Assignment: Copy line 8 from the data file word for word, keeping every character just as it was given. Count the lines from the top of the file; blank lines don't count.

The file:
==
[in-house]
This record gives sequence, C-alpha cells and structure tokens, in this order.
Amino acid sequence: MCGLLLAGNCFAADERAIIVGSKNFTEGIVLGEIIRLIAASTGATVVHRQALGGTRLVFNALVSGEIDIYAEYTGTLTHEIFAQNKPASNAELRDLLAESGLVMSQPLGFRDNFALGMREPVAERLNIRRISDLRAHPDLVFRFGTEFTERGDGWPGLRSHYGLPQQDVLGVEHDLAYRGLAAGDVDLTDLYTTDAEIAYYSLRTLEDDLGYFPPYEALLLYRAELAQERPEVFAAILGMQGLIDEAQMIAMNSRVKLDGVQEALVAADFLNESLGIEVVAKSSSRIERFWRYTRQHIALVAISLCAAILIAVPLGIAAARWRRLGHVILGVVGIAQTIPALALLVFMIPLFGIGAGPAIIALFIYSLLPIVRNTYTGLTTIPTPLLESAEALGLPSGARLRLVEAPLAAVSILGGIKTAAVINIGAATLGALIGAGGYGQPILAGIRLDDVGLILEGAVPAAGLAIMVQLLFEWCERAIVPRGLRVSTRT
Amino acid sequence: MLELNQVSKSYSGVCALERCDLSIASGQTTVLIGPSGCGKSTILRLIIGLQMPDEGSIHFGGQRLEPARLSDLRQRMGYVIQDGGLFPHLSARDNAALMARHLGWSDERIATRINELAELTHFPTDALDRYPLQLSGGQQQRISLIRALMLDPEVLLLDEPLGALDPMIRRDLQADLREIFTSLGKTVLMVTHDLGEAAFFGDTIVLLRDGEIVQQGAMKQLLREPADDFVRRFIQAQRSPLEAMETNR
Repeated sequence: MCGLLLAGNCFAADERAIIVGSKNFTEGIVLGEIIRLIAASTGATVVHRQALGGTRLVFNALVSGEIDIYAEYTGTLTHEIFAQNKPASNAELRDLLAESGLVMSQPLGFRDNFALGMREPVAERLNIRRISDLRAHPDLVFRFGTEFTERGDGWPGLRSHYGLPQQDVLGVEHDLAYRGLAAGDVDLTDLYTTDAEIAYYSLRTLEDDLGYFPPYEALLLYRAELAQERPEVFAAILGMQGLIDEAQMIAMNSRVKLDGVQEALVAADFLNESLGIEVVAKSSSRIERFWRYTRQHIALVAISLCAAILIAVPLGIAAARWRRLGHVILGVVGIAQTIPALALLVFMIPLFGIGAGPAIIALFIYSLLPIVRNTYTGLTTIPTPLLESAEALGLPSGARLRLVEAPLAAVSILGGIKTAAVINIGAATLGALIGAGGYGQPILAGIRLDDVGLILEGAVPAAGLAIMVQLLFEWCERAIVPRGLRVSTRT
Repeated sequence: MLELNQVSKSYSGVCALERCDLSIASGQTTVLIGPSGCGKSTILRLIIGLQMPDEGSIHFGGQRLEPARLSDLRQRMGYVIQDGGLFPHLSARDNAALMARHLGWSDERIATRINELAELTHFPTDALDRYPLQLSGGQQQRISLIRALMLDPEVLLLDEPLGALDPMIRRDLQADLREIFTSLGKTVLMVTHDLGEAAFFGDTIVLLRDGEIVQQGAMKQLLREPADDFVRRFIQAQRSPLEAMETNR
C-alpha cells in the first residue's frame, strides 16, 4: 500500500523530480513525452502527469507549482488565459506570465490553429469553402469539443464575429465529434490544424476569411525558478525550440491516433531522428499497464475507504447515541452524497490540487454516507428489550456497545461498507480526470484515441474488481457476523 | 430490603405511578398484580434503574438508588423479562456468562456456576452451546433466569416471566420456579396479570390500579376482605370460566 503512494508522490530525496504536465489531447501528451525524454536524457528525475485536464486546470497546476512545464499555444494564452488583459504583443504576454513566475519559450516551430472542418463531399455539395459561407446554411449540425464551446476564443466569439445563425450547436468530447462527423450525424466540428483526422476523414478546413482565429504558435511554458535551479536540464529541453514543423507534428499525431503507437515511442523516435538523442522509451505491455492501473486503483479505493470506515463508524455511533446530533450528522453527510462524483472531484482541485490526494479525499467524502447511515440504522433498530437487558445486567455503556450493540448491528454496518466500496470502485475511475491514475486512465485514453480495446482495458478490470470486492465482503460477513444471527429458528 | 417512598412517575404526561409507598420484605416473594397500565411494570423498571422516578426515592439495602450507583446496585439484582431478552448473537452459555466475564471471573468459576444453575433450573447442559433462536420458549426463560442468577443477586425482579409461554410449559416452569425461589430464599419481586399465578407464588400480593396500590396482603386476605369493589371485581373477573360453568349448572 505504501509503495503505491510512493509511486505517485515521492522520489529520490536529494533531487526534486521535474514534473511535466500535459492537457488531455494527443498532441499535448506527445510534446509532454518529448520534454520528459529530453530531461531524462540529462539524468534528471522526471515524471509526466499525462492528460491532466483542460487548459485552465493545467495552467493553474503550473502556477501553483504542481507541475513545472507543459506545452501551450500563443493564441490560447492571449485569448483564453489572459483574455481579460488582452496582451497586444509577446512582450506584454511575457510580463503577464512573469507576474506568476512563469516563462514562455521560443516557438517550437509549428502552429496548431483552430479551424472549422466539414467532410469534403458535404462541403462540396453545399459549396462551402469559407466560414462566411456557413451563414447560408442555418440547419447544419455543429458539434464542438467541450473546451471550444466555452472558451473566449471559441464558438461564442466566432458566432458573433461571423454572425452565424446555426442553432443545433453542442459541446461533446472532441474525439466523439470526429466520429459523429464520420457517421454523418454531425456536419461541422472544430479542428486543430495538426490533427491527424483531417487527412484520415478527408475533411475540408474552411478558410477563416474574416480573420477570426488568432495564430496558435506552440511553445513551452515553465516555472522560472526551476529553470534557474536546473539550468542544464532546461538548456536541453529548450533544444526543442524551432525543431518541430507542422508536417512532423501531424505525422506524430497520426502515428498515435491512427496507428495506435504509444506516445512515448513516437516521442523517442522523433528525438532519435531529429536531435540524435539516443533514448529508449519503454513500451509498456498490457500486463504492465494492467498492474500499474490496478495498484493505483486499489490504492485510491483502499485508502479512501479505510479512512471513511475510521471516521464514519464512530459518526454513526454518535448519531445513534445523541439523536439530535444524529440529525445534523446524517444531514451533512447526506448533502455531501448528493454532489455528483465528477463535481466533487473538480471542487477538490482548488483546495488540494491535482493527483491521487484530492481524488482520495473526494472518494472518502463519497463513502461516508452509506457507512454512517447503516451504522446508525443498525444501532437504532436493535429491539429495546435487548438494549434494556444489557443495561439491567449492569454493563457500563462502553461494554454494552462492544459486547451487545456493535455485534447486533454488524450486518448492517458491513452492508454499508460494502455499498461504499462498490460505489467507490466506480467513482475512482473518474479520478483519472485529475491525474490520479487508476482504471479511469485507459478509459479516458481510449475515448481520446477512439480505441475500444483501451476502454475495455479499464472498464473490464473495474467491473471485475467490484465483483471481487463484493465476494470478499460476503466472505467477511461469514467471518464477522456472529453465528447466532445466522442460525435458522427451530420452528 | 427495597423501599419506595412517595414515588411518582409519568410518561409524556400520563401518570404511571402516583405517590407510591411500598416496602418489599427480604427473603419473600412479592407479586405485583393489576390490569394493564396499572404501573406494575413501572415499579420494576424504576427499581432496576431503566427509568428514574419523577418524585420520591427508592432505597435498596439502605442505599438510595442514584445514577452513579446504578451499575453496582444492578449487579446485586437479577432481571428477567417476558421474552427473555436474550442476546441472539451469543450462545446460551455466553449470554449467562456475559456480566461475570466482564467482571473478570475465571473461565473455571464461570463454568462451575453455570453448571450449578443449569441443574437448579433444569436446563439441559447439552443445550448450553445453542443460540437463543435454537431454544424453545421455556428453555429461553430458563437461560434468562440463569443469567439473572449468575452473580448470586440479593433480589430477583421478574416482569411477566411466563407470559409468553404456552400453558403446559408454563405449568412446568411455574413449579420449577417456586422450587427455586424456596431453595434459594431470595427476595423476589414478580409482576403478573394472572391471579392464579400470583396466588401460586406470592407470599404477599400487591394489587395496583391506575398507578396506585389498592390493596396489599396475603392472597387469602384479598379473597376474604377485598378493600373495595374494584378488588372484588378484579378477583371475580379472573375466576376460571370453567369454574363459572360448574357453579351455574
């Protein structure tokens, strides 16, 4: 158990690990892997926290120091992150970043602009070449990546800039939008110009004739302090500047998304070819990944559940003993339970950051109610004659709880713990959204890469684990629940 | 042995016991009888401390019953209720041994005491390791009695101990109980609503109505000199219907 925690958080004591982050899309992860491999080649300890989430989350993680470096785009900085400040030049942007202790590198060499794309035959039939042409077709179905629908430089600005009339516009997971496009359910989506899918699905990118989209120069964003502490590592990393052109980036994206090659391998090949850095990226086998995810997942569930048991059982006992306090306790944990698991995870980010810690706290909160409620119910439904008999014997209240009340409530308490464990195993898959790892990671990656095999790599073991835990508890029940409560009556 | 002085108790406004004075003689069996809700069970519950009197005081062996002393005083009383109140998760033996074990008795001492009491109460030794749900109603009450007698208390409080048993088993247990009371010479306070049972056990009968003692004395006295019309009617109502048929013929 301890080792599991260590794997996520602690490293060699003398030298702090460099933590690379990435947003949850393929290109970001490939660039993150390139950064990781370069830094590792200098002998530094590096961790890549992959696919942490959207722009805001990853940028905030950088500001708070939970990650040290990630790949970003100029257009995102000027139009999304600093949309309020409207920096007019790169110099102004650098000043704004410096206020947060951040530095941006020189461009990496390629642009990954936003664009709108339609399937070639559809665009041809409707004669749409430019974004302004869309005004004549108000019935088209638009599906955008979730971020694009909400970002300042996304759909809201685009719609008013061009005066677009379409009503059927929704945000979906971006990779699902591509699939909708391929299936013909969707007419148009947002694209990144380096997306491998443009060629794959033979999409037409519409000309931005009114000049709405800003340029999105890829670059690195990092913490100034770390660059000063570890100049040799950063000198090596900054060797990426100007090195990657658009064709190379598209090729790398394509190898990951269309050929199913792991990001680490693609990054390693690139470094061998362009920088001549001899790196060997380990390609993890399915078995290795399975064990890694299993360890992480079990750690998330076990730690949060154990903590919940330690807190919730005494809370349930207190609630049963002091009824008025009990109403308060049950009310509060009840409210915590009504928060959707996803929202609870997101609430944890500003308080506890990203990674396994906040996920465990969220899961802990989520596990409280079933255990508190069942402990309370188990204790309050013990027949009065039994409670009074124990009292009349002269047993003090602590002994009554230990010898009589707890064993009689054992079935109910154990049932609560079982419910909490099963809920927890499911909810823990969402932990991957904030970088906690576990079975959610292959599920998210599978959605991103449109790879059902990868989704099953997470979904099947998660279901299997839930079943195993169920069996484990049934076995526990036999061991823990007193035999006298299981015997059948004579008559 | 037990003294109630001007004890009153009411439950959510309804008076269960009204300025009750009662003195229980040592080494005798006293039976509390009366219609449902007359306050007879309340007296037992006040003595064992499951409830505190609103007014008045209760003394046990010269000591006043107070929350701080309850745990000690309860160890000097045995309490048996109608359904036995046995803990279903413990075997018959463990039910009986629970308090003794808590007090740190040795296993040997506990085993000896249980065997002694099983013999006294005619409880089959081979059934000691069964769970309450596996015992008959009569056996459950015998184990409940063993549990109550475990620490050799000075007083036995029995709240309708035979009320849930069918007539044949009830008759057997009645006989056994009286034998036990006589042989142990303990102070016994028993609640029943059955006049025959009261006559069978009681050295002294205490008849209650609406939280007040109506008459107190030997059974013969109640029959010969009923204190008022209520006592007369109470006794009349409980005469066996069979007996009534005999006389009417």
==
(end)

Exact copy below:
């Protein structure tokens, strides 16, 4: 158990690990892997926290120091992150970043602009070449990546800039939008110009004739302090500047998304070819990944559940003993339970950051109610004659709880713990959204890469684990629940 | 042995016991009888401390019953209720041994005491390791009695101990109980609503109505000199219907 925690958080004591982050899309992860491999080649300890989430989350993680470096785009900085400040030049942007202790590198060499794309035959039939042409077709179905629908430089600005009339516009997971496009359910989506899918699905990118989209120069964003502490590592990393052109980036994206090659391998090949850095990226086998995810997942569930048991059982006992306090306790944990698991995870980010810690706290909160409620119910439904008999014997209240009340409530308490464990195993898959790892990671990656095999790599073991835990508890029940409560009556 | 002085108790406004004075003689069996809700069970519950009197005081062996002393005083009383109140998760033996074990008795001492009491109460030794749900109603009450007698208390409080048993088993247990009371010479306070049972056990009968003692004395006295019309009617109502048929013929 301890080792599991260590794997996520602690490293060699003398030298702090460099933590690379990435947003949850393929290109970001490939660039993150390139950064990781370069830094590792200098002998530094590096961790890549992959696919942490959207722009805001990853940028905030950088500001708070939970990650040290990630790949970003100029257009995102000027139009999304600093949309309020409207920096007019790169110099102004650098000043704004410096206020947060951040530095941006020189461009990496390629642009990954936003664009709108339609399937070639559809665009041809409707004669749409430019974004302004869309005004004549108000019935088209638009599906955008979730971020694009909400970002300042996304759909809201685009719609008013061009005066677009379409009503059927929704945000979906971006990779699902591509699939909708391929299936013909969707007419148009947002694209990144380096997306491998443009060629794959033979999409037409519409000309931005009114000049709405800003340029999105890829670059690195990092913490100034770390660059000063570890100049040799950063000198090596900054060797990426100007090195990657658009064709190379598209090729790398394509190898990951269309050929199913792991990001680490693609990054390693690139470094061998362009920088001549001899790196060997380990390609993890399915078995290795399975064990890694299993360890992480079990750690998330076990730690949060154990903590919940330690807190919730005494809370349930207190609630049963002091009824008025009990109403308060049950009310509060009840409210915590009504928060959707996803929202609870997101609430944890500003308080506890990203990674396994906040996920465990969220899961802990989520596990409280079933255990508190069942402990309370188990204790309050013990027949009065039994409670009074124990009292009349002269047993003090602590002994009554230990010898009589707890064993009689054992079935109910154990049932609560079982419910909490099963809920927890499911909810823990969402932990991957904030970088906690576990079975959610292959599920998210599978959605991103449109790879059902990868989704099953997470979904099947998660279901299997839930079943195993169920069996484990049934076995526990036999061991823990007193035999006298299981015997059948004579008559 | 037990003294109630001007004890009153009411439950959510309804008076269960009204300025009750009662003195229980040592080494005798006293039976509390009366219609449902007359306050007879309340007296037992006040003595064992499951409830505190609103007014008045209760003394046990010269000591006043107070929350701080309850745990000690309860160890000097045995309490048996109608359904036995046995803990279903413990075997018959463990039910009986629970308090003794808590007090740190040795296993040997506990085993000896249980065997002694099983013999006294005619409880089959081979059934000691069964769970309450596996015992008959009569056996459950015998184990409940063993549990109550475990620490050799000075007083036995029995709240309708035979009320849930069918007539044949009830008759057997009645006989056994009286034998036990006589042989142990303990102070016994028993609640029943059955006049025959009261006559069978009681050295002294205490008849209650609406939280007040109506008459107190030997059974013969109640029959010969009923204190008022209520006592007369109470006794009349409980005469066996069979007996009534005999006389009417």